I am in El Paso at the Texas Medical Branch hospital. I have a hand injury from gardening and was referred to a doctor in El Paso. I went to Google Maps, got the directions and called the doctor’s office to make sure of the route. I got lost. Both sets of directions had the same flaw – wrong freeway exit, and each had conflicting instructions. I drove myself so I was able to course correct. However, it’s not that easy for spacecraft to course correct. Consider the recent Hayabusa Misson: travel to an asteroid 6 billion miles away, land on the asteroid twice, take samples, and return to earth with the samples intact.
I listen to Car Talk on Saturdays on KRWG. At least once a month, someone calls about a long trip they are planning and ask the guys how to get their car or truck ready. They are doing what engineers and scientists do when planning deep space missions, just on a different scale.
The Japanese Hayabusa (Peregrine Falcon) Mission, was a 7 year, 6 billion mile round trip to the little asteroid Itokawa , named after Dr. Hideo Itokawa. The main objective of the mission was to retrieve dust particles from Itokawas’ surface and return them to earth. Google the mission and get the stunning details on this entire project. I won’t list them here. This story is about the amazing times we live in and how we are beginning to get answers to simple questions like, where do we come from, what are we made of, and in this case, why go to an asteroid? Let’s start there.
An asteroid is a rock, a time capsule, believed to contain clues that help us piece together the origin and evolution of the elements that make up the solar system. Bringing back samples from a time capsule indicating the origins of the solar system would advance scientific knowledge. Little kids want to know where they come from; it’s part of being human. If you take an aspirin, you know, humans are similar, aspirin relieves pain for most of us, so how did it happen we are mostly made the same? Asteroid dust could be our next set of clues.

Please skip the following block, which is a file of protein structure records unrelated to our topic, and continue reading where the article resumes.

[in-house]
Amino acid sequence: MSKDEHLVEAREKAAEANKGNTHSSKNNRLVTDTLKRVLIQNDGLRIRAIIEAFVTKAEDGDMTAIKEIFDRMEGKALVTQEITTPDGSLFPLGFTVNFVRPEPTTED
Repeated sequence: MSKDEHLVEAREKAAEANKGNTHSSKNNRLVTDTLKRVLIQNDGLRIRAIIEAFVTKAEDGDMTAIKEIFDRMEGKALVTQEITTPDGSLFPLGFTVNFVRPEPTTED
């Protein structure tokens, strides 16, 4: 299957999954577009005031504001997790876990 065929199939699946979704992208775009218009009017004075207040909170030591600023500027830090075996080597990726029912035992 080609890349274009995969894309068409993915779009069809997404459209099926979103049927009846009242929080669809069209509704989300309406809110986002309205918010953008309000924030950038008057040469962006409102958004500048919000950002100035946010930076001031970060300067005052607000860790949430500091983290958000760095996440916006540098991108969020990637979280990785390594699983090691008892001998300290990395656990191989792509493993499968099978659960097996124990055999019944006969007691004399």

Most kids are satisfied with – you came from…take your pick. Parents usually try the short answers first and hope the questions stop before detail is required. Well, after reading this article, you may be off the hook for the birds and bees talk until 8th grade or so. Yikes – 8th grade. That’s someone else’s article.
The Japanese were determined to add to our expanding knowledge not only about the origins of life, but also to understand the engineering requirements of long duration spaceflight. They recovered from multiple system failures on this modest spacecraft. One of the technologies used on this six billion mile trip was the ion engine, there were 4. We all get hysterical over a Toyota engine if it tops 200,000 miles. Well, think about it, seven years, six billion miles. The moon is only 283,000 miles away. Mars at its closest point to earth was about 340 million miles, in 1993, so a round trip might be as little as approximately 700 million miles. Short by comparison to the Hayabusa mission. Granted the ion engine caused most of the mission problems too, but they worked. They are one of the breakthrough technologies to be examined as the Japanese, and the U.S who were partners on the mission, breakdown how to use all we learned from this mission.
Haybusa is the first mission ever to return samples from an asteroid’s surface. We had another first this week, the launch and reentry of the SpaceX Dragon lab cargo capsule from low earth orbit. As reported earlier in the week in the Sun News, this was the first commercial company to assume the majority of the development risk for a spacecraft to return to earth from orbit. Our NASA White Sands Test Facility personnel helped Space X trained company crew on handling and use of appropriate protocols while handling liquid oxygen and other high pressure fuels used on the Falcon 9 launch vehicle. The Falcon 9 engines are also new technologies developed by SpaceX. The Falcon 9 launched the Dragon lab. The launch vehicle and the capsule were designed to bridge the gap to service the International Space Station when the Shuttle stops flying in a year. I am grateful to be alive during very interesting times.